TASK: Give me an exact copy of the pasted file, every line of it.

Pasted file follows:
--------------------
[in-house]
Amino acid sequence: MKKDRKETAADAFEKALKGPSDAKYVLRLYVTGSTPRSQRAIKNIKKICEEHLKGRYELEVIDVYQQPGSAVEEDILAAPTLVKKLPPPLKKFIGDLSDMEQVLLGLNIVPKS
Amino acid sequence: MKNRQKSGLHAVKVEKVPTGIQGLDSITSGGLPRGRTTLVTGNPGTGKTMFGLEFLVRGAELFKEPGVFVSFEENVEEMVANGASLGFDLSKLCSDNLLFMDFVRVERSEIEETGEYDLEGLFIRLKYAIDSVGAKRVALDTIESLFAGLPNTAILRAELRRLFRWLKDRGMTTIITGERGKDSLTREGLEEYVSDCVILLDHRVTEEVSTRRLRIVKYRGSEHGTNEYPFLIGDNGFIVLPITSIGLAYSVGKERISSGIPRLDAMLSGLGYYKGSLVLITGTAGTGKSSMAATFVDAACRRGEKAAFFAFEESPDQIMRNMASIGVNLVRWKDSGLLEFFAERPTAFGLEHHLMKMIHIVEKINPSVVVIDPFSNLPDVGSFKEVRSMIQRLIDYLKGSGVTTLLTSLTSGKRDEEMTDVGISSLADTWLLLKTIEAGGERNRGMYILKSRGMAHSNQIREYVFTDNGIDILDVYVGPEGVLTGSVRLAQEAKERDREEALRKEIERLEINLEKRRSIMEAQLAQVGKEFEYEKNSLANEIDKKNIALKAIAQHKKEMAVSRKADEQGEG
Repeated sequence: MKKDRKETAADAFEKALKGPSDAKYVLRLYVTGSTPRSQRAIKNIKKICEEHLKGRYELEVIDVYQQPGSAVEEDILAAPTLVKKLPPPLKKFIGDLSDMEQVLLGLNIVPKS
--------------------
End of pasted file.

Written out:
[in-house]
Amino acid sequence: MKKDRKETAADAFEKALKGPSDAKYVLRLYVTGSTPRSQRAIKNIKKICEEHLKGRYELEVIDVYQQPGSAVEEDILAAPTLVKKLPPPLKKFIGDLSDMEQVLLGLNIVPKS
Amino acid sequence: MKNRQKSGLHAVKVEKVPTGIQGLDSITSGGLPRGRTTLVTGNPGTGKTMFGLEFLVRGAELFKEPGVFVSFEENVEEMVANGASLGFDLSKLCSDNLLFMDFVRVERSEIEETGEYDLEGLFIRLKYAIDSVGAKRVALDTIESLFAGLPNTAILRAELRRLFRWLKDRGMTTIITGERGKDSLTREGLEEYVSDCVILLDHRVTEEVSTRRLRIVKYRGSEHGTNEYPFLIGDNGFIVLPITSIGLAYSVGKERISSGIPRLDAMLSGLGYYKGSLVLITGTAGTGKSSMAATFVDAACRRGEKAAFFAFEESPDQIMRNMASIGVNLVRWKDSGLLEFFAERPTAFGLEHHLMKMIHIVEKINPSVVVIDPFSNLPDVGSFKEVRSMIQRLIDYLKGSGVTTLLTSLTSGKRDEEMTDVGISSLADTWLLLKTIEAGGERNRGMYILKSRGMAHSNQIREYVFTDNGIDILDVYVGPEGVLTGSVRLAQEAKERDREEALRKEIERLEINLEKRRSIMEAQLAQVGKEFEYEKNSLANEIDKKNIALKAIAQHKKEMAVSRKADEQGEG
Repeated sequence: MKKDRKETAADAFEKALKGPSDAKYVLRLYVTGSTPRSQRAIKNIKKICEEHLKGRYELEVIDVYQQPGSAVEEDILAAPTLVKKLPPPLKKFIGDLSDMEQVLLGLNIVPKS